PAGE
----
Sanders calls for aid halt as US arms fuel Israel’s blockade

"The U.S. cannot partner with a country that is starving children."

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Image Credit: Screenshot from U.S. Senate webcast

A grave warning from a senior Biden administration official has cast a light on the looming threat of famine in Gaza, marking a potential humanitarian catastrophe that would stand as only the third of its kind this century. This alarming revelation coincides with U.S. Senator Bernie Sanders’ emphatic call to halt further financial aid to Israel, spotlighting the ethical dilemma faced by the U.S. as its military support continues amidst escalating humanitarian concerns.

Jake Sullivan, National Security Adviser, briefed Israeli officials on the distressing possibility of a famine declaration in Gaza by the Integrated Food Security Phase Classification (IPC). The IPC’s findings already indicate famine conditions “with reasonable evidence” in two of Gaza’s five governorates.

“No more money for Netanyahu,” declared Senator Bernie Sanders, responding to the dire warnings and emphasizing the moral imperative for the U.S. to reconsider its financial support to Israel in light of the unfolding crisis.

Individuals in northern Gaza are subsisting on a mere 245 calories per day, a fraction of the necessary intake to prevent malnutrition, reports Oxfam.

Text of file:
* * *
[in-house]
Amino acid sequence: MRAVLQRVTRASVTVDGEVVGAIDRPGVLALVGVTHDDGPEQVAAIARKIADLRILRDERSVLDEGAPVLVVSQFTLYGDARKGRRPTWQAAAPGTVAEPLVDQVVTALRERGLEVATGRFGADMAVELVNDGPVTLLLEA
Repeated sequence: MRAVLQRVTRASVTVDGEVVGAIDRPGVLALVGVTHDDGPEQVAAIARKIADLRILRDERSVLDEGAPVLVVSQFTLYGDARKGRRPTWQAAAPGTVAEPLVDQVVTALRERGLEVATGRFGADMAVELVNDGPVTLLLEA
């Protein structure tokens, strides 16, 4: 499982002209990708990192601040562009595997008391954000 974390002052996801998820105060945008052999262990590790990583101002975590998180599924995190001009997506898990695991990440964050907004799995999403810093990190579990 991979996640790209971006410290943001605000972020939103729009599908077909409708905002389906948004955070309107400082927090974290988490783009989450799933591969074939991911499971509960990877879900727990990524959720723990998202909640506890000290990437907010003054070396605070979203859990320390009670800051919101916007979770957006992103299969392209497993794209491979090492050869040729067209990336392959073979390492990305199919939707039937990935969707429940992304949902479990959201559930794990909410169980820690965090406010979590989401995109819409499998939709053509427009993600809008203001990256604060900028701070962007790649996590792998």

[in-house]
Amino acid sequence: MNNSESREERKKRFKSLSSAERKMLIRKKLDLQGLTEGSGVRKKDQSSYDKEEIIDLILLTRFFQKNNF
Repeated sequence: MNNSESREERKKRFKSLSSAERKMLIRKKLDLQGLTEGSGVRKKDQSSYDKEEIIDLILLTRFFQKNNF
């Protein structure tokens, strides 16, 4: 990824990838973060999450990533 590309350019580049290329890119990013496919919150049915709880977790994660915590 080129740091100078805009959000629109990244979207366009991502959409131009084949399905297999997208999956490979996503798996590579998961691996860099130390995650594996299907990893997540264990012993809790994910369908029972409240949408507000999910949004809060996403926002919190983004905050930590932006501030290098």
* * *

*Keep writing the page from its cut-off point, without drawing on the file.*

For the 2.2 million residents of Gaza, the limited food deliveries have only covered 41% of the daily caloric needs per person.

“The U.S. cannot partner with a country that is starving children,” Sanders articulated.

Despite the humanitarian crisis, the U.S. has proceeded with significant arms deals to Israel, including the approval of a sale encompassing 50 F-15 fighter jets and a multitude of bombs. This military support starkly contrasts with the critical needs of the Gazan population and raises questions about the ethical dimensions of U.S. foreign policy.

Reports confirm the targeting of aid convoys by Israeli forces, further exacerbating the humanitarian situation in Gaza. The killing of seven international aid workers by Israeli strikes has ignited international outrage, yet U.S. military support to Israel remains steadfast.

Investigative reports by Al Jazeera and CNN suggest that the targeting of aid convoys by Israeli forces was no accident. The systematic nature of these attacks raises profound questions about the ethics of military engagement and the collateral impact on civilian populations.

“The U.S. cannot partner with a country that is starving children,” Sanders’ insists.

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